Eugene Peterson’s book “Eat this Book” teaches us to chew on a passage of scripture, digest it, and then put it to use in practical ways. Our Christian fathers and mothers called this process Lectio Divina. These selected verses from Isaiah 40 emphasize the rule of God over the world and God’s amazing grace to us.
Isaiah 40: selected verses (Common English Bible)
21 Don’t you know? Haven’t you heard?
Wasn’t it announced to you from the beginning?
Haven’t you understood since the earth was founded?
22 God inhabits the earth’s horizon—
its inhabitants are like locusts—
stretches out the skies like a curtain
and spreads it out like a tent for dwelling . . . .
28 Don’t you know? Haven’t you heard?
The Lord is the everlasting God,
the creator of the ends of the earth.
He doesn’t grow tired or weary.
His understanding is beyond human reach,
29 giving power to the tired
and reviving the exhausted.
The world, it seems, is running amok! Our thoughts waver between the dangerously complicated tribal and terrorist warfare in the Middle East, the specter of a saber-rattling Russia, the obvious symptoms of climate change, and the never-ending torture of the 2016 campaign for president. And we all feel the stress and anxiety of trying to ward off the insanity. The prophet Isaiah has a question for us: Don’t you know? Haven’t you heard?
A little Biblical background is helpful. Chapters 1-39 in the book of Isaiah are about loss. Chapter 39 ends with a prophecy that Judah will be conquered by the Babylonians sometime in the future (after King Hezekiah is dead and gone). The people wonder what will happen to their kingdom. Hasn’t God promised them the land of Canaan? The Jews begin to fall away from their God and into idolatry.
Over 160 years pass. Jerusalem has fallen and the people have been led into exile just as Isaiah had prophesied. But then comes chapter 40 from “Second Isaiah” and the vision changes from loss to hope.
After several glorious verses describing the power of a God who inhabits “the earth’s horizon” and stretches out his tent to cover the universe, Second Isaiah asks “Don’t you know? Haven’t you heard?” He reminds the people that they have been taught through the centuries about the one God who created the universe who was eager and available to protect and save them. He reminds them of a majestic God who called them to be God’s people . Have they truly forgotten what they had been taught about experienced with this God? Are they doubting his grace and generosity?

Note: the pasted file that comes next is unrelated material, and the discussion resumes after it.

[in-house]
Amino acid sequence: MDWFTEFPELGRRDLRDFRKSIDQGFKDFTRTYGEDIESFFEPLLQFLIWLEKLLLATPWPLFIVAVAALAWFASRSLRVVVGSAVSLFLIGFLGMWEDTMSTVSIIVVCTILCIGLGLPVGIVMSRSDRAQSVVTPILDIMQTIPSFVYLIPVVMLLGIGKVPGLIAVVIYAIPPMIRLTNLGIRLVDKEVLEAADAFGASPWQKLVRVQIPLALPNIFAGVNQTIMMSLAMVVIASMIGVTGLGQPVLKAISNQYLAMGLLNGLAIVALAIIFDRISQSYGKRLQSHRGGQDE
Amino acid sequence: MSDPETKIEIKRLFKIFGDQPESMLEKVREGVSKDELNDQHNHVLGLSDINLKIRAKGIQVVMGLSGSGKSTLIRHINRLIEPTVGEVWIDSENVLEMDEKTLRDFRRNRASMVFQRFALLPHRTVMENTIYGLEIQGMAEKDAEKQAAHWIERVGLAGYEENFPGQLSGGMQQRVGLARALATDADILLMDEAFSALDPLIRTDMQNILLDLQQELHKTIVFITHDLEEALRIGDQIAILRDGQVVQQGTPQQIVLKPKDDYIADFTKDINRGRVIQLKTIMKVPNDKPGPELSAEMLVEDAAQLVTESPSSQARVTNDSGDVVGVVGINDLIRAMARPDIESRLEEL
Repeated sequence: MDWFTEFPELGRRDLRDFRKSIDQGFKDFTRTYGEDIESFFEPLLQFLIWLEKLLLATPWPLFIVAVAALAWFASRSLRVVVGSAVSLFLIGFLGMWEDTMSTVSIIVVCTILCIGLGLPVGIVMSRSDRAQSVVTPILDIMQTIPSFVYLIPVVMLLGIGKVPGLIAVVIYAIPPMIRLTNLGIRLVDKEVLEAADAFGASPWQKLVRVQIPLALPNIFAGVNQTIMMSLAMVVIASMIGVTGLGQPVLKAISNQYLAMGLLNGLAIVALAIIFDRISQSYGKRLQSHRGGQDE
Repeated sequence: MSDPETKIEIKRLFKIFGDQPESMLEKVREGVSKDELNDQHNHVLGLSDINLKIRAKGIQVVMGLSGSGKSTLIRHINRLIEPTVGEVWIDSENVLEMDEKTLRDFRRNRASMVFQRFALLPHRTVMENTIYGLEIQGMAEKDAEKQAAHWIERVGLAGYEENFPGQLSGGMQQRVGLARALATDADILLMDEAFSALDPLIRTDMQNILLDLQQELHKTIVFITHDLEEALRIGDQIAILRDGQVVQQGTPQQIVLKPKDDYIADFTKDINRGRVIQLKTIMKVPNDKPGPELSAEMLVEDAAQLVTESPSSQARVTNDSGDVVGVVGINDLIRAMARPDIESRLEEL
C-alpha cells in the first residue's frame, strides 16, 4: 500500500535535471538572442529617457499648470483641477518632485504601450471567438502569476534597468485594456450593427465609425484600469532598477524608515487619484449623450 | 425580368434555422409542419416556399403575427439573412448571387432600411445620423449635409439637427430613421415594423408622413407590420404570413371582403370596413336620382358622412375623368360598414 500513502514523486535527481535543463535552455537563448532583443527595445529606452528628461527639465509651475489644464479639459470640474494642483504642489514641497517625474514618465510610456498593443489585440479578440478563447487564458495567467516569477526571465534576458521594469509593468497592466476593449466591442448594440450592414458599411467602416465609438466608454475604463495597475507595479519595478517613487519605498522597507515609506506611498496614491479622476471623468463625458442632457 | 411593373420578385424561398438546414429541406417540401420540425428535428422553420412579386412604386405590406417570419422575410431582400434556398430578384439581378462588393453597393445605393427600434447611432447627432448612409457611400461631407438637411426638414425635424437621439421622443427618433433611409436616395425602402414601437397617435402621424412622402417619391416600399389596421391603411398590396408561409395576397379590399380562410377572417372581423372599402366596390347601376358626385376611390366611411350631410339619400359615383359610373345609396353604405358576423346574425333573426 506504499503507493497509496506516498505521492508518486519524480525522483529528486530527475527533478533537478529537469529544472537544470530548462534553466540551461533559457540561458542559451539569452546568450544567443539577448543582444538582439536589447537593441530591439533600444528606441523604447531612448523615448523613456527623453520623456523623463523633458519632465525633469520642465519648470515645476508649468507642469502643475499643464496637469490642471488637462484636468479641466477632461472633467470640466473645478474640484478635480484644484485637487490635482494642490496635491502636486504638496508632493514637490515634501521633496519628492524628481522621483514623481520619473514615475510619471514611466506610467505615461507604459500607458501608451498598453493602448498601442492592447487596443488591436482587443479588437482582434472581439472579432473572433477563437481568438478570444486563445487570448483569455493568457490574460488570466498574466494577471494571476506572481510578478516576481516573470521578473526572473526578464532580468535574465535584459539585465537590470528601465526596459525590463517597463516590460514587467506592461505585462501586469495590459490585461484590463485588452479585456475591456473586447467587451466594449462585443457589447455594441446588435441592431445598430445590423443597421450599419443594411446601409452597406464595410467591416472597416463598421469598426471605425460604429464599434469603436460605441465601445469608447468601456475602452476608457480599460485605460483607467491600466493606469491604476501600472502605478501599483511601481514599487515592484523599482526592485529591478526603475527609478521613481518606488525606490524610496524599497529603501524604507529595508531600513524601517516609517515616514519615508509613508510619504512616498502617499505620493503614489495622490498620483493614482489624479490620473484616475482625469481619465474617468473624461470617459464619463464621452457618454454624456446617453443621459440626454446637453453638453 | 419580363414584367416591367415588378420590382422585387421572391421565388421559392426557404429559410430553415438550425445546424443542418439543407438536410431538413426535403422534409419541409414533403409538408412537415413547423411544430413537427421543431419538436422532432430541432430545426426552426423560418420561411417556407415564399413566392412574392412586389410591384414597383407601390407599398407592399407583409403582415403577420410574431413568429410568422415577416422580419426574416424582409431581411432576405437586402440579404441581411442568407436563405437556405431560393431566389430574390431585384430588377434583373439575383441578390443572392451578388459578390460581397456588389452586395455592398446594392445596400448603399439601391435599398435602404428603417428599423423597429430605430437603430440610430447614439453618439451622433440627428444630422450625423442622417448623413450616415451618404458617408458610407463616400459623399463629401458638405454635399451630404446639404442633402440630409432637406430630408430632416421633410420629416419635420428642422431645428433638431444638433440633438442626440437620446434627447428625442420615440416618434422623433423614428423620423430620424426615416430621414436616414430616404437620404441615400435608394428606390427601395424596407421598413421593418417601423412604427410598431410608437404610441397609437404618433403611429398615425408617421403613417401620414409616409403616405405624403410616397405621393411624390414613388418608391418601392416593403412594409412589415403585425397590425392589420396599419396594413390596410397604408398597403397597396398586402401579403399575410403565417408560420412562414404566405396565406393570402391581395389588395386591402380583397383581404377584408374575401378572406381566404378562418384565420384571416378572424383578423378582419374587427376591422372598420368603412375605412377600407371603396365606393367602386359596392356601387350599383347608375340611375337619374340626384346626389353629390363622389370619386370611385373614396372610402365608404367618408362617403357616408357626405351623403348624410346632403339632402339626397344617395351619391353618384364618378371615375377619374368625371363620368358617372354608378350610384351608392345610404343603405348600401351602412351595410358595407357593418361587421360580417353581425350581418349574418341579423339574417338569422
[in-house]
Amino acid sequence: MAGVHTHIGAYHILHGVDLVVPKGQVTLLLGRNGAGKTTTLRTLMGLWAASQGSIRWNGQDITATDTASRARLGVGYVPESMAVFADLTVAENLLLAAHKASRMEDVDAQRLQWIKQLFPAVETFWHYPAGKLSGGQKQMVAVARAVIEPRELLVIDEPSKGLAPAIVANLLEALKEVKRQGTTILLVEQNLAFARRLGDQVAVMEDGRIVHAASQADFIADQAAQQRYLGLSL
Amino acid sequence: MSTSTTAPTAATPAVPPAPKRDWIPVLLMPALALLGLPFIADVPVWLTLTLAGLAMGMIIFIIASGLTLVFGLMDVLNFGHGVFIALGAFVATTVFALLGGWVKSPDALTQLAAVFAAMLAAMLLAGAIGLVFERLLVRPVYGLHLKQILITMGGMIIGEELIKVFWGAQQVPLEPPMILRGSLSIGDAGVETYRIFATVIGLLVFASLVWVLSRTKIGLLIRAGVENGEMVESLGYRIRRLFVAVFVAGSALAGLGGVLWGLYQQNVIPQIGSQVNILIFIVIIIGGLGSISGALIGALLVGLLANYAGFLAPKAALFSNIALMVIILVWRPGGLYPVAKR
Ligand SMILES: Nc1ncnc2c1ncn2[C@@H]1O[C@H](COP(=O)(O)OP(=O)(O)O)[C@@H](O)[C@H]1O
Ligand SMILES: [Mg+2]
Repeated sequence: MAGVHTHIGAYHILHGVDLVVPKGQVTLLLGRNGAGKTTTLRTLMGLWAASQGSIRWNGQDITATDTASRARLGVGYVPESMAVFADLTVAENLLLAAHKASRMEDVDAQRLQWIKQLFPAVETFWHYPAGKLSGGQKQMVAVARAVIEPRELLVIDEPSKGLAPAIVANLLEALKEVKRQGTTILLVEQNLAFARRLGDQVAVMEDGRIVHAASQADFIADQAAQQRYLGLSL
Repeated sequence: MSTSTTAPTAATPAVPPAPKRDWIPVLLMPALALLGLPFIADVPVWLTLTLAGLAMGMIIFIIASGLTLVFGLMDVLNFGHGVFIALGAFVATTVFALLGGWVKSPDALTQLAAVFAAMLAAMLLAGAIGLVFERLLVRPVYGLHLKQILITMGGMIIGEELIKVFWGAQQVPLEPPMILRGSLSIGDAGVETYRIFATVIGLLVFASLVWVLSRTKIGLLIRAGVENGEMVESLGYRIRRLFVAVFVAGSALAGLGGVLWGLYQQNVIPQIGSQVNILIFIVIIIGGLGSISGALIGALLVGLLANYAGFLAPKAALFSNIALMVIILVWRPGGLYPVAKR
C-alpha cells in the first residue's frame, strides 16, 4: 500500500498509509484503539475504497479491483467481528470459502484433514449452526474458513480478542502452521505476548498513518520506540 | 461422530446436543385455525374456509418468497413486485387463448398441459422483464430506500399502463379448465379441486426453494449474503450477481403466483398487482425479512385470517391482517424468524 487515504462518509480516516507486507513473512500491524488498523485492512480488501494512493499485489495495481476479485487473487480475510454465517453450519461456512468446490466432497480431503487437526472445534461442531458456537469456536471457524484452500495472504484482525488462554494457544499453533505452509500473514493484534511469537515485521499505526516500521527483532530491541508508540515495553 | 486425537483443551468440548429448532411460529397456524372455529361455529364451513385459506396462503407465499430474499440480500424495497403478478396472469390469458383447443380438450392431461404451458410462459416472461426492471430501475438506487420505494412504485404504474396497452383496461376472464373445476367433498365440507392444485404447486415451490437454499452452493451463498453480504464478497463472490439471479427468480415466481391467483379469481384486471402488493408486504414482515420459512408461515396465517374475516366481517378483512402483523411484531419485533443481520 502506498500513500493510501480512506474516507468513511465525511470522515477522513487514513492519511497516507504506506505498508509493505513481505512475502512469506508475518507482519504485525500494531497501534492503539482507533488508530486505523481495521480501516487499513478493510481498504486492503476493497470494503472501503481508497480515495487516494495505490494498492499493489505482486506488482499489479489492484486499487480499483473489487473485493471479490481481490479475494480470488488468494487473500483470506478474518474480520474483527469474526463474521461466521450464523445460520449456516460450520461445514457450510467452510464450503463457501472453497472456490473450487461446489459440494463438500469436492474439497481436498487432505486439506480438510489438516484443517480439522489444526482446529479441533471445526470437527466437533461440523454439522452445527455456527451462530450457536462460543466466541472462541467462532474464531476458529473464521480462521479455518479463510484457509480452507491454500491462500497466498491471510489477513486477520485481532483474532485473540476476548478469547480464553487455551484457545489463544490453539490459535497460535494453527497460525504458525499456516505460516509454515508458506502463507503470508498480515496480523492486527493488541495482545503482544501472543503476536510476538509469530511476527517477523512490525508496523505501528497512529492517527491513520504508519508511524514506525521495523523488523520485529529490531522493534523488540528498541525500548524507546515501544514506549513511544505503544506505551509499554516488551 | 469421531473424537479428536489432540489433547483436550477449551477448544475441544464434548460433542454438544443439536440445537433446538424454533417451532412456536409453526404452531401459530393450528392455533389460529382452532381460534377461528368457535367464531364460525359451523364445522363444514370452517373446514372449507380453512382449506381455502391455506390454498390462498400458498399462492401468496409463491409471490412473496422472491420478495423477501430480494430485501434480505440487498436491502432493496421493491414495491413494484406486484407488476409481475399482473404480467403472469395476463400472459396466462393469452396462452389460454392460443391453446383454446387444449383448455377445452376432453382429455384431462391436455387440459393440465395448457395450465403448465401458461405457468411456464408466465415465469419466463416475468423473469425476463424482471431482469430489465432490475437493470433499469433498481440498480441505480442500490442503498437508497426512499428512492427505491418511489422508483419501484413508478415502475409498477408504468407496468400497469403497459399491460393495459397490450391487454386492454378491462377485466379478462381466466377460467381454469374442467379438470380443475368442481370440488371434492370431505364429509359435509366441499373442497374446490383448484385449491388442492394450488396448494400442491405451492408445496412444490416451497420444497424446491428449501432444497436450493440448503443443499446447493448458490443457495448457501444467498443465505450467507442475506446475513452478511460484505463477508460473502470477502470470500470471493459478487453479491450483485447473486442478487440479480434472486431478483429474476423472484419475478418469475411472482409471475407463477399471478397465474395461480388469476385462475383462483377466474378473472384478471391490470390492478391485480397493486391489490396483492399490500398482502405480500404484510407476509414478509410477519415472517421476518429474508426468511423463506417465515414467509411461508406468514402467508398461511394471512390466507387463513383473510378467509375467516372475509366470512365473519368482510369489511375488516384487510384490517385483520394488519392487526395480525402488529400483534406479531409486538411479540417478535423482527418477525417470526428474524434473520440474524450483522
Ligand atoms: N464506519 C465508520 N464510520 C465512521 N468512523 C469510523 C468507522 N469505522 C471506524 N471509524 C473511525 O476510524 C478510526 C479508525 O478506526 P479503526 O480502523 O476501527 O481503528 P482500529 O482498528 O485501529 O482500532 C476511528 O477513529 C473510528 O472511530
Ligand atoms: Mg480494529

Isaiah’s question is a question for our times. Don’t you know? Haven’t you heard? Have we forgotten that our God is the everlasting God who is in control of the universe? In our fear and anxiety, have we run to other gods to save us? Don’t you know? Haven’t you heard? God is with us! “This God is eternal, unchangeable, and his purposes cannot fail”(Albert Barnes, Notes on the Bible). We may not trust the situations and systems around us, but we can believe that “All hope for the future in the Isaiah tradition is rooted in the character of God who has the capacity to do something utterly new” (Walter Brueggeman in The Spiritual Formation Bible, p. 984).
Don’t you know? Haven’t you heard? Maybe we should all take a step back from the gloom and doom and wait to see what “utterly new” thing God is going to do.
♥ Silence – The best cure for stress and mental fatigue is the discipline of silence. Turning off the world’s noise brings us the ability to rest in God and receive God’s encouragement and whispers of love. Take at least a half hour away from 2016 soon and rediscover God’s grace.
♥ Simplicity – The discipline of simplicity is defined by Richard Foster as “The inward reality of single-hearted focus upon God and his kingdom, which results in an outward lifestyle of modesty, openness, and unpretentiousness and which disciplines our hunger for status, glamour, and luxury.” Notice that Foster begins with a focused heart which creates a focused life. Pray every day for the Spirit to help you focus on the love of God and see what changes happen in your life.
♥ Service – We all know that helping others takes the focus off our misery. Give sacrificially to your favorite organization that helps refugees, immigrants, or victims of floods. Pay special attention to what you can give up (gourmet coffee, nights at the movies for several months, a new winter coat, an autumn trip) to make it possible to give to others. Do you even miss it?
MORE FOOD FOR THOUGHT
“Isaiah shows us that God is powerfully and decisively – though hiddenly – engaged everywhere in the reality of the world Once we acknowledge this claim, then the work of our faith is to relinquish in life, personal and public, all that contradicts the reality and purpose of God and to receive from God what we cannot generate for ourselves . . . . Isaiah calls upon us to attest to both the grandeur of God in compassionate sovereignty and the pastoral reality of being God’s people who are mandated to be unafraid in the world, because the world belongs to the God who is doing a new thing. May the book of Isaiah empower us to be unafraid of our calling” (Walter Brueggemann in The Spiritual Formation Bible, p.984).